Fast-tracking manufacturing technologies and processes to support major defence projects such as the Hunter Class Frigate Program and boost South Australia’s advanced manufacturing sector are at the heart of a Flinders University “manufacturing accelerator” initiative which is being supported by the South Australian Government.

Premier Steven Marshall visited the site for construction of Stage One of the Line Zero – Factory of the Future facility to see first-hand some of the advanced technologies and processes that will be supported by the state’s A$5 million commitment, matching Flinders University’s investment in the initiative.

The Line Zero – Factory of the Future will be a manufacturing accelerator embedded within South Australia’s Tonsley Innovation District. Driven by Flinders University, it began with a temporary pilot ‘pop up’ factory developed in collaboration with BAE Systems Maritime Australia. The A$10 million co-funding enables a permanent Factory of the Future to now be built.

In thanking the state government for its visionary investment in a permanent facility Flinders University Vice-Chancellor, Professor Colin Stirling said: “The Line Zero – Factory of the Future is a crucial element in our research translation; taking research out of the lab and applying it in the real world. Flinders University’s new Factory of the Future at Line Zero will help accelerate the growth of advanced manufacturing necessary to support the federal government’s A$90 billion naval shipbuilding program in SA. We welcome the state government’s A$5 million investment, matching Flinders University’s own commitment to this important initiative that will position South Australia at the national vanguard of the Industry 4.0 agenda for advanced manufacturing technologies. Our initial focus will be on collaborative research and training designed to maximise the engagement of South Australian companies and workers with the shipbuilding industry. However, future stages of the Factory of the Future will support a broad range of industries, enabling their trialling and adoption of Industry 4.0 technologies, thus contributing to durable jobs growth across the South Australian economy.”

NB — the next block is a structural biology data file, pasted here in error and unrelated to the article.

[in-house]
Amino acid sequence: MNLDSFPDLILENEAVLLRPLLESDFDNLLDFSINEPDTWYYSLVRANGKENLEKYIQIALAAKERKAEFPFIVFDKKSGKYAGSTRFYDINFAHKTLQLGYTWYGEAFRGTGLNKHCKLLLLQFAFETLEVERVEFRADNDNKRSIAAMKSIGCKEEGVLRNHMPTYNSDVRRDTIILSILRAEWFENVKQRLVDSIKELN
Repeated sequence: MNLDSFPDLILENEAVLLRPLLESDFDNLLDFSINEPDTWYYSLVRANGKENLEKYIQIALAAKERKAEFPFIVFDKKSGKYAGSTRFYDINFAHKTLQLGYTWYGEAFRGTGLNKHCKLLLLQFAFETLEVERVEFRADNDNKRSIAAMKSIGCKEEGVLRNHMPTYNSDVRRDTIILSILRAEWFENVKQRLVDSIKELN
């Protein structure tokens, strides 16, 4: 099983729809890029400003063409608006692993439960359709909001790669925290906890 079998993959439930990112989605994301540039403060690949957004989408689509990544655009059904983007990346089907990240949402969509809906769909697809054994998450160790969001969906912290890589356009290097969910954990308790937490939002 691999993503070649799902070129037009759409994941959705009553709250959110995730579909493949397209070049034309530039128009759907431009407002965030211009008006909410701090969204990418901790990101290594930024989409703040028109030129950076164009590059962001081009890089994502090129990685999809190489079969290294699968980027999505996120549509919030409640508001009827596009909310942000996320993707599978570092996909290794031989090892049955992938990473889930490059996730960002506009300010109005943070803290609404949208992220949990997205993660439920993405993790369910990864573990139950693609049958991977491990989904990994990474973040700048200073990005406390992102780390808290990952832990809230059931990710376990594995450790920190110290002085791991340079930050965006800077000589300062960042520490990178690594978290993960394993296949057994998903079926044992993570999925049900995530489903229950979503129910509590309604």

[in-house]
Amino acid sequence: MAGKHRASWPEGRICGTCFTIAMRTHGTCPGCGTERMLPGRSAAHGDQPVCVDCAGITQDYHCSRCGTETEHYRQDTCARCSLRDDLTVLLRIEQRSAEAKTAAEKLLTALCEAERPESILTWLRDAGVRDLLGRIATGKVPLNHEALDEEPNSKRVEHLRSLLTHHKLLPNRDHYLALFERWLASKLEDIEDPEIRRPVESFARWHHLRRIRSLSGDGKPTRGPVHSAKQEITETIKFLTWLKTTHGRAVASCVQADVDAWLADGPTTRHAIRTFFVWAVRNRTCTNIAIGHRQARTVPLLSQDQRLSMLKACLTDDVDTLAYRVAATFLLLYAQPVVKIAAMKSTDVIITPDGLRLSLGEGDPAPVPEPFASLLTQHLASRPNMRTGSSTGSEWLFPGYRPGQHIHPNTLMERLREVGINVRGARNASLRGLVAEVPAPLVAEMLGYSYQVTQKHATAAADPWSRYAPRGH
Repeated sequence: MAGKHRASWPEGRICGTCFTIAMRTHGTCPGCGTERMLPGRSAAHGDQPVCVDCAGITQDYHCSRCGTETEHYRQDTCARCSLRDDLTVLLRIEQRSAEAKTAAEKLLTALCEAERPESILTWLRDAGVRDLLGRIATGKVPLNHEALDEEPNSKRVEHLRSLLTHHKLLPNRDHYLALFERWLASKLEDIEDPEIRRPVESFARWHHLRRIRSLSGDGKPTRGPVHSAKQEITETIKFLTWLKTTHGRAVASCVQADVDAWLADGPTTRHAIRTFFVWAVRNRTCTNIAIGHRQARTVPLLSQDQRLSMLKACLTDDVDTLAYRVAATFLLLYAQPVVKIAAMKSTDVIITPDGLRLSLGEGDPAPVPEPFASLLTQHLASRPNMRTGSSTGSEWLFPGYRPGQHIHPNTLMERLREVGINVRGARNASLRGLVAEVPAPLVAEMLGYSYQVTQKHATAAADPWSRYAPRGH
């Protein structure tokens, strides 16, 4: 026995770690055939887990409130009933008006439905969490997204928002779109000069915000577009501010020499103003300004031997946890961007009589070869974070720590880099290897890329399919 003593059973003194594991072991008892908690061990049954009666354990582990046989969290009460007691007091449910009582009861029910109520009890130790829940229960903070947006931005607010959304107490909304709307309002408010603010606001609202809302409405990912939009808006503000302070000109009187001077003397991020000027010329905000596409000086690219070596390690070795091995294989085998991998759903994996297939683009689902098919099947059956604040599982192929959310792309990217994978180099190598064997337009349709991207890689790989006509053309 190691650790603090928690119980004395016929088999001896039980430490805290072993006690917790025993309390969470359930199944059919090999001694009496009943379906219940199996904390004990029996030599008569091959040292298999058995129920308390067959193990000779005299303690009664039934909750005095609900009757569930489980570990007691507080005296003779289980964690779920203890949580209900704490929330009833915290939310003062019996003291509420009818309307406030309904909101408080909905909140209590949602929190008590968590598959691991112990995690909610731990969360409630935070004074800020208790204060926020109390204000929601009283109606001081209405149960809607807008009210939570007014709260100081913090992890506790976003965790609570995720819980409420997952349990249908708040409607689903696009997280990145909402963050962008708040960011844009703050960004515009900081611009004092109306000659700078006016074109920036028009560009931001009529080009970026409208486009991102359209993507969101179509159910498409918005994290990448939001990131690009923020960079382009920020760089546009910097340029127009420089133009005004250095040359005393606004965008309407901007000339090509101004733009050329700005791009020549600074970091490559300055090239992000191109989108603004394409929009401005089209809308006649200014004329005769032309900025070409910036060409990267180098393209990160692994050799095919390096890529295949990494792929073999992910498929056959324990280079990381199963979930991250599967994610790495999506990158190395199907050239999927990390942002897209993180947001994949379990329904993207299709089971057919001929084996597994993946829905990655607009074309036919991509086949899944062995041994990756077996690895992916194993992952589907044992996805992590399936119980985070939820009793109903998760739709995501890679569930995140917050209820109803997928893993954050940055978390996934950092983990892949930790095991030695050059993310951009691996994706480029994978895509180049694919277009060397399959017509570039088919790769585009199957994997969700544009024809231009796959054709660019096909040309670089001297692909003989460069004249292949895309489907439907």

BAE Systems Maritime Australia Managing Director, Craig Lockhart, said: “Digital shipbuilding is all about connectivity – not just within the physical and digital shipyard but with our supply chain and customer – and the partnership between BAE Systems Maritime Australia and Flinders University at Tonsley is creating a digital and advanced manufacturing test environment to improve productivity, quality and safety outcomes at Osborne. The Line Zero – Factory of the Future facility provides a controlled space where we can collaborate with industry and researchers to trial new manufacturing techniques and processes that may be used by BAE Systems Maritime Australia to build the nine Hunter class frigates. It is our ambition that the digital and technological advancements demonstrated by the supply chain will lead to improved productivity, safety and quality outcomes, equipping our highly-skilled workforce with Industry 4.0 technologies that support activities undertaken in a modern digital shipyard. But we can’t do it alone and just last month we announced that four Australian companies had been selected as part of our inaugural ‘Innovation Challenge’ to showcase their ‘track and trace’ technologies, and we are now calling on businesses to lodge expressions of interest for the second challenge – focusing on digital safety technologies.”


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